For microinjection experiments in cell culture, the monolayer cells on a Petri dish were incubated with PI (50 μg/mL, Invitrogen) at 37°C and viewed under a fluorescence microscope (Nikon Ti-U) with 100× oil-immersion objective (NA 1.30). Images were collected with a cooled CCD camera with TSVIEW Software (Tucsen Imaging Technology Co., Ltd.). Transgene-expressing neuronal cells in retina explant were identified by visualizing the native EYFP fluorescence (before immunostaining) or YFP-antibody fluorescence with 488 nm laser excitation in a Zeiss LSM 510 META microscope.

2.7.

Data Analysis

For analysis of propidium iodide inclusion into a cell, Fick's laws of diffusion, CC 0 = D(dC/dt) was used, where C is the concentration of fluorescent dye at any instantaneous time, C 0 is maximum concentration of the dye in cells, and D being the diffusion coefficient. Thus the increase in fluorescence intensity could be fitted to a single exponential function as follows: [TeX:] $C/C_0 = 1 - e^{ - (t - t_0)/\tau } $ C/C0=1e(tt0)/τ , where C/C 0 is the normalized concentration of the fluorescent dye at time t, t 0 being the initial time of dye influx with τ as the rise-time constant.

3.

Results and Discussion

3.1.

PI is Introduced into the Cell Through Localized Pore Formation

Figure 1 shows red blood cells before [Fig. 1b] and after [Fig. 1c] laser microbeam irradiation for exposure time of 30 ms, at average power of 16 mW (individual femtosecond pulse energy of 0.2 nJ, repetition rate: 80 MHz), at the focal plane. Array of holes made in RBCs by the NIR femtosecond laser microbeam can be seen in Fig. 1c. It may be noted that the pore sizes are determined by the diffraction limited spot (radius = 375 nm for 100× objective and 975 nm). From phase contrast imaging and atomic force microscopy,15 the pore sizes are found to match this theoretical limit. For optoporation in mammalian cells, laser power was slowly tuned until no long-term morphological changes were visually observed. Figure 2 shows injection of PI through the arrow-marked pore in three different cells [Figs. 2b, 2c, 2d], formed by the femtosecond laser microbeam (pulse energy: 0.2 nJ, exposure time: 20 ms) after 20 s of pore formation in a targeted HT1080 cell. Even after sealing the pore [last panel of Figs. 1b, 1c, 1d], distinct fluorescence at the site of pore formation [arrow marked in middle panels of Figs. 1b, 1c, 1d] on the membrane was observed. Further, PI was found to stain the nucleus from the site of injection and propagate through the nucleus by diffusion as shown in time lapse series [panels in Figs. 1b, 1c, 1d]. This confirms the fact that PI is injected via the pore formed by an ultrafast laser microbeam and other parts of the cell membrane are intact subsequent to laser irradiation.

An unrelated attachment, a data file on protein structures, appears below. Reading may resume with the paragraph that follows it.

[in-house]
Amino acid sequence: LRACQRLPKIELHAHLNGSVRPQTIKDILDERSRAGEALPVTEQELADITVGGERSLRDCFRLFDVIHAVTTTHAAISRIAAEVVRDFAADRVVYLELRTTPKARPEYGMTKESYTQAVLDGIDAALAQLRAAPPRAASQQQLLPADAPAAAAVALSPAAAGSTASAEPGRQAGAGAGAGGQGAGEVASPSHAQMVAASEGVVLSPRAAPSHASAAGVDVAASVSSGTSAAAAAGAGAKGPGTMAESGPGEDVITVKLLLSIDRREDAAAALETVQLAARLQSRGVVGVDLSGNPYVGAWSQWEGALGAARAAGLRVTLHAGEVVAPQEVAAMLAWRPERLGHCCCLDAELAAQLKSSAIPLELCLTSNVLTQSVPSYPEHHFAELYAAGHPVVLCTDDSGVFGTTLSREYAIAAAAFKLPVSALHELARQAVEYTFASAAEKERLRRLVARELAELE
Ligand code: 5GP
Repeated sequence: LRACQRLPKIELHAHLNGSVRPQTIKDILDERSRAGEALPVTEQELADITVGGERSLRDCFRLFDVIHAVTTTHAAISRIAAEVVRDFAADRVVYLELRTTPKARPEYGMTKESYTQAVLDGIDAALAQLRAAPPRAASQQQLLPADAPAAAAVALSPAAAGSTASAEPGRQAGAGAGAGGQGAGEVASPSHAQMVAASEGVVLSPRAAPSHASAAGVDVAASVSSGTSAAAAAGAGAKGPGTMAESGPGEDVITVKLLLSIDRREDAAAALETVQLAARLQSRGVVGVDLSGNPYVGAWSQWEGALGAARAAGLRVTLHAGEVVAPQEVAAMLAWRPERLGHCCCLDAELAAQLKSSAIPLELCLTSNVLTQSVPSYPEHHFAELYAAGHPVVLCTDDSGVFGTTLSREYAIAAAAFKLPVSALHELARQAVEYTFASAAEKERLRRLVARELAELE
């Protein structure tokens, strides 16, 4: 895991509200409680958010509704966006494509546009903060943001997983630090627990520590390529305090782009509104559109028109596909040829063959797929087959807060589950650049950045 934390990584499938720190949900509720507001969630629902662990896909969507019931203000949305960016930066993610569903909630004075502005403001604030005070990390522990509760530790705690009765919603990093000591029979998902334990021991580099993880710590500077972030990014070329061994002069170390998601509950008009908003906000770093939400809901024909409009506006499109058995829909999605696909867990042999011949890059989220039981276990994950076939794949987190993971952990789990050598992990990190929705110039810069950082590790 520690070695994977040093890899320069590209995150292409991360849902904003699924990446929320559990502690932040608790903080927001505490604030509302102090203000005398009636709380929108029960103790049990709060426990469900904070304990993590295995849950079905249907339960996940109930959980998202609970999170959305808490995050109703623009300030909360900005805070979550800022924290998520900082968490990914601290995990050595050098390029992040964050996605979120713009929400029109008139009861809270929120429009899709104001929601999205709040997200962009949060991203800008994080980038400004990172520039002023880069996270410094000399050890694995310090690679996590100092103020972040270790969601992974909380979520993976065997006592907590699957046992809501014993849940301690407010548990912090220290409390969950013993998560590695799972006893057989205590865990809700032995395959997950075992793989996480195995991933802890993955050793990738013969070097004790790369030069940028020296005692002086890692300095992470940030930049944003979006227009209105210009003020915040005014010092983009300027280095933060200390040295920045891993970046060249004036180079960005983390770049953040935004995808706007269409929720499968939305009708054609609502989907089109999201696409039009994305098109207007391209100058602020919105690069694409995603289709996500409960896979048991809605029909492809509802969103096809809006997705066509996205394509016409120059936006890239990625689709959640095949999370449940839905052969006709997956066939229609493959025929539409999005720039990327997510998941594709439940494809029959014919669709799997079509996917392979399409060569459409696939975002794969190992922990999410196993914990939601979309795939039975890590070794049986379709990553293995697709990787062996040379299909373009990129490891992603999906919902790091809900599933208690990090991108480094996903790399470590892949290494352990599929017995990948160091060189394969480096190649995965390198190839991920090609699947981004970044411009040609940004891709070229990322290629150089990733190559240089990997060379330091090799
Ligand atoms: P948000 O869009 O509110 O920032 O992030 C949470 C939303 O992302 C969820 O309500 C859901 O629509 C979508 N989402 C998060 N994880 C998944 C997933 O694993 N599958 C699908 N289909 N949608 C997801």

Fig. 2

Time lapse images of laser-assisted microinjection of PI into cells through the arrow-marked pore. (a) Bright field images a HT1080 cell before (left), during (middle), and after (right) laser micro-irradiation. (b) Time-lapse fluorescence images of cell-1 in (a). Time-lapse fluorescence images of microinjection of PI into cell-2 (c) and cell-3 (d).

128003_1_2.jpg

3.2.

Distinct Spatial Localization Pattern in Nucleus